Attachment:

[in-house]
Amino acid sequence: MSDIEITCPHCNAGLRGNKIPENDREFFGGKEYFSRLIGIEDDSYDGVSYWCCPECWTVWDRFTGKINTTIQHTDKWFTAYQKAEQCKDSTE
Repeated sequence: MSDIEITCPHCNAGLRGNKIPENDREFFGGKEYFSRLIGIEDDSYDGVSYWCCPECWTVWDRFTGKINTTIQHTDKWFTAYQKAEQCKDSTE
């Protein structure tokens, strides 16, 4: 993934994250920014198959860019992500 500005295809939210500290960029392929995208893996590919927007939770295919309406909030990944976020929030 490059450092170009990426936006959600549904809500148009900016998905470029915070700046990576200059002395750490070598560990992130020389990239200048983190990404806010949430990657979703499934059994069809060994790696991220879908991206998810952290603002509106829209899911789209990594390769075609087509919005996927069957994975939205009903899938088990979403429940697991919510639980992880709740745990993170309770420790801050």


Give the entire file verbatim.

[in-house]
Amino acid sequence: MSDIEITCPHCNAGLRGNKIPENDREFFGGKEYFSRLIGIEDDSYDGVSYWCCPECWTVWDRFTGKINTTIQHTDKWFTAYQKAEQCKDSTE
Repeated sequence: MSDIEITCPHCNAGLRGNKIPENDREFFGGKEYFSRLIGIEDDSYDGVSYWCCPECWTVWDRFTGKINTTIQHTDKWFTAYQKAEQCKDSTE
């Protein structure tokens, strides 16, 4: 993934994250920014198959860019992500 500005295809939210500290960029392929995208893996590919927007939770295919309406909030990944976020929030 490059450092170009990426936006959600549904809500148009900016998905470029915070700046990576200059002395750490070598560990992130020389990239200048983190990404806010949430990657979703499934059994069809060994790696991220879908991206998810952290603002509106829209899911789209990594390769075609087509919005996927069957994975939205009903899938088990979403429940697991919510639980992880709740745990993170309770420790801050």